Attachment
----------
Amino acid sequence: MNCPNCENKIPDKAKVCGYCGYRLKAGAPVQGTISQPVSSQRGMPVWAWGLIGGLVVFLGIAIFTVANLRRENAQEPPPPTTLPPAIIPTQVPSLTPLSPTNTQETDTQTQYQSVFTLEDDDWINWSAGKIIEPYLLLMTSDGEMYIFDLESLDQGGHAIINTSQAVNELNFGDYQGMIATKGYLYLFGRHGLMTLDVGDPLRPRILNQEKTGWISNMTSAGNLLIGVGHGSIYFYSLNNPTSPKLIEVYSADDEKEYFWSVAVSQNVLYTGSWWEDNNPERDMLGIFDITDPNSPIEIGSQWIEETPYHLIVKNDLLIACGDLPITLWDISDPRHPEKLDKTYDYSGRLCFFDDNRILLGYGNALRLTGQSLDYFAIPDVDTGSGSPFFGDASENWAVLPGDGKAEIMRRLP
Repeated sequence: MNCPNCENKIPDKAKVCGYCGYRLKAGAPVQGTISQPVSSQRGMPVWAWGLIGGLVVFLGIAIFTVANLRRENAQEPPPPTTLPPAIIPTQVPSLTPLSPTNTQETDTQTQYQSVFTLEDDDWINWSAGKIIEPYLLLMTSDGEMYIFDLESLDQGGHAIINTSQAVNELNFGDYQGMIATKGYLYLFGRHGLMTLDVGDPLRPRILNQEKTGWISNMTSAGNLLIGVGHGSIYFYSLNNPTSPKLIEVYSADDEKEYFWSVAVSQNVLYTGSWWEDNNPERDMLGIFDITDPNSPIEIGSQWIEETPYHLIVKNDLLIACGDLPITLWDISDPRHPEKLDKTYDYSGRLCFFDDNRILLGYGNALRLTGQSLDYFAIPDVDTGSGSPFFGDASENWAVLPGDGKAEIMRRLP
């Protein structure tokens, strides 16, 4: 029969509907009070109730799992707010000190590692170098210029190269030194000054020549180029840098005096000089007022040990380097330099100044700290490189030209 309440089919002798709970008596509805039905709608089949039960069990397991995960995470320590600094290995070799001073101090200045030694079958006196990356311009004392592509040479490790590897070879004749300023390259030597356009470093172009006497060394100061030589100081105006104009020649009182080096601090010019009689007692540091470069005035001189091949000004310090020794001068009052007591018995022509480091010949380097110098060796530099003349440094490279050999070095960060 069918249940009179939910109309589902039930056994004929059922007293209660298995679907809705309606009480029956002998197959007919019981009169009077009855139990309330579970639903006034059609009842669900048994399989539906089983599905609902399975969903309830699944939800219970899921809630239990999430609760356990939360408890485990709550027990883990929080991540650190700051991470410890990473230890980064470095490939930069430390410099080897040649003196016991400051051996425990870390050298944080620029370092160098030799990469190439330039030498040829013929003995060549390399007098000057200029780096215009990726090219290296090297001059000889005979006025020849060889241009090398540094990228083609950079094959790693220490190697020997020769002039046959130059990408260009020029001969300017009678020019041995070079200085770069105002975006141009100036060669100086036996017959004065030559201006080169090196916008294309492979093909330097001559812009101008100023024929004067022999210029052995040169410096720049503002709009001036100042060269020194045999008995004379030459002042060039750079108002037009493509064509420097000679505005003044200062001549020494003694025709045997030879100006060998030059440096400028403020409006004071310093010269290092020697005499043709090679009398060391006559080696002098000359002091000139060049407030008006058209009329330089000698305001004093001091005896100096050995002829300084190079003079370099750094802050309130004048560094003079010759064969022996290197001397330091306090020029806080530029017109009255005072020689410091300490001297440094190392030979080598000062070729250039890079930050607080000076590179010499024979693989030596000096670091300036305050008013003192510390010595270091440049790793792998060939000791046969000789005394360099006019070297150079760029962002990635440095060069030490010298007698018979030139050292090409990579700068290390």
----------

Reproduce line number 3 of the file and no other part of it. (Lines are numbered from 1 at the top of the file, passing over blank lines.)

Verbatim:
């Protein structure tokens, strides 16, 4: 029969509907009070109730799992707010000190590692170098210029190269030194000054020549180029840098005096000089007022040990380097330099100044700290490189030209 309440089919002798709970008596509805039905709608089949039960069990397991995960995470320590600094290995070799001073101090200045030694079958006196990356311009004392592509040479490790590897070879004749300023390259030597356009470093172009006497060394100061030589100081105006104009020649009182080096601090010019009689007692540091470069005035001189091949000004310090020794001068009052007591018995022509480091010949380097110098060796530099003349440094490279050999070095960060 069918249940009179939910109309589902039930056994004929059922007293209660298995679907809705309606009480029956002998197959007919019981009169009077009855139990309330579970639903006034059609009842669900048994399989539906089983599905609902399975969903309830699944939800219970899921809630239990999430609760356990939360408890485990709550027990883990929080991540650190700051991470410890990473230890980064470095490939930069430390410099080897040649003196016991400051051996425990870390050298944080620029370092160098030799990469190439330039030498040829013929003995060549390399007098000057200029780096215009990726090219290296090297001059000889005979006025020849060889241009090398540094990228083609950079094959790693220490190697020997020769002039046959130059990408260009020029001969300017009678020019041995070079200085770069105002975006141009100036060669100086036996017959004065030559201006080169090196916008294309492979093909330097001559812009101008100023024929004067022999210029052995040169410096720049503002709009001036100042060269020194045999008995004379030459002042060039750079108002037009493509064509420097000679505005003044200062001549020494003694025709045997030879100006060998030059440096400028403020409006004071310093010269290092020697005499043709090679009398060391006559080696002098000359002091000139060049407030008006058209009329330089000698305001004093001091005896100096050995002829300084190079003079370099750094802050309130004048560094003079010759064969022996290197001397330091306090020029806080530029017109009255005072020689410091300490001297440094190392030979080598000062070729250039890079930050607080000076590179010499024979693989030596000096670091300036305050008013003192510390010595270091440049790793792998060939000791046969000789005394360099006019070297150079760029962002990635440095060069030490010298007698018979030139050292090409990579700068290390």